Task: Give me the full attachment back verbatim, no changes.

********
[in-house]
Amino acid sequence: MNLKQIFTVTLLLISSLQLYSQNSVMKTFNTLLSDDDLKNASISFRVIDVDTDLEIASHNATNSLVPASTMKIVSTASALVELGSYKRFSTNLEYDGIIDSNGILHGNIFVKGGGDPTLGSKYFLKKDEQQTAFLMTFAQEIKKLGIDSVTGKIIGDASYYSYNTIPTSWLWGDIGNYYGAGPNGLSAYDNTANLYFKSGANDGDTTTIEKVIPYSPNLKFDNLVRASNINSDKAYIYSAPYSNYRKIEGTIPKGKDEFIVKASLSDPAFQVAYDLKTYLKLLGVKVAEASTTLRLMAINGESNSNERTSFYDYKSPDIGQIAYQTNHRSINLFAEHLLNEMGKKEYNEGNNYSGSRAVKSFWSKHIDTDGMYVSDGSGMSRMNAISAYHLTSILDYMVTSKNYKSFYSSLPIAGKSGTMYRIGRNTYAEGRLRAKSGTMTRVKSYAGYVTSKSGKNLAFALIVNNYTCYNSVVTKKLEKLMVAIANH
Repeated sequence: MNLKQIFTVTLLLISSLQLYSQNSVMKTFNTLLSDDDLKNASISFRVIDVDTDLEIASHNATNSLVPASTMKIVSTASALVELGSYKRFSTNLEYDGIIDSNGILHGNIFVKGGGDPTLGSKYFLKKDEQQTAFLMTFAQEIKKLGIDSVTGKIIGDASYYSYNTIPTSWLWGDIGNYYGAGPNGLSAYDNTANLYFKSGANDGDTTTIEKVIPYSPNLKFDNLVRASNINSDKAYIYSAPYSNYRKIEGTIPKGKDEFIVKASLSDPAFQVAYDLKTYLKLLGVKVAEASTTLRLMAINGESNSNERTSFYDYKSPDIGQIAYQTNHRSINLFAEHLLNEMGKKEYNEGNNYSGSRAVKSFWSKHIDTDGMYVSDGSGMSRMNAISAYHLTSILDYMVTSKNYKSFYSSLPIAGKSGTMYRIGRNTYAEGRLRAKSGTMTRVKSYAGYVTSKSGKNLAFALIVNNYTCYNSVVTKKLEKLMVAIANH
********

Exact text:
[in-house]
Amino acid sequence: MNLKQIFTVTLLLISSLQLYSQNSVMKTFNTLLSDDDLKNASISFRVIDVDTDLEIASHNATNSLVPASTMKIVSTASALVELGSYKRFSTNLEYDGIIDSNGILHGNIFVKGGGDPTLGSKYFLKKDEQQTAFLMTFAQEIKKLGIDSVTGKIIGDASYYSYNTIPTSWLWGDIGNYYGAGPNGLSAYDNTANLYFKSGANDGDTTTIEKVIPYSPNLKFDNLVRASNINSDKAYIYSAPYSNYRKIEGTIPKGKDEFIVKASLSDPAFQVAYDLKTYLKLLGVKVAEASTTLRLMAINGESNSNERTSFYDYKSPDIGQIAYQTNHRSINLFAEHLLNEMGKKEYNEGNNYSGSRAVKSFWSKHIDTDGMYVSDGSGMSRMNAISAYHLTSILDYMVTSKNYKSFYSSLPIAGKSGTMYRIGRNTYAEGRLRAKSGTMTRVKSYAGYVTSKSGKNLAFALIVNNYTCYNSVVTKKLEKLMVAIANH
Repeated sequence: MNLKQIFTVTLLLISSLQLYSQNSVMKTFNTLLSDDDLKNASISFRVIDVDTDLEIASHNATNSLVPASTMKIVSTASALVELGSYKRFSTNLEYDGIIDSNGILHGNIFVKGGGDPTLGSKYFLKKDEQQTAFLMTFAQEIKKLGIDSVTGKIIGDASYYSYNTIPTSWLWGDIGNYYGAGPNGLSAYDNTANLYFKSGANDGDTTTIEKVIPYSPNLKFDNLVRASNINSDKAYIYSAPYSNYRKIEGTIPKGKDEFIVKASLSDPAFQVAYDLKTYLKLLGVKVAEASTTLRLMAINGESNSNERTSFYDYKSPDIGQIAYQTNHRSINLFAEHLLNEMGKKEYNEGNNYSGSRAVKSFWSKHIDTDGMYVSDGSGMSRMNAISAYHLTSILDYMVTSKNYKSFYSSLPIAGKSGTMYRIGRNTYAEGRLRAKSGTMTRVKSYAGYVTSKSGKNLAFALIVNNYTCYNSVVTKKLEKLMVAIANH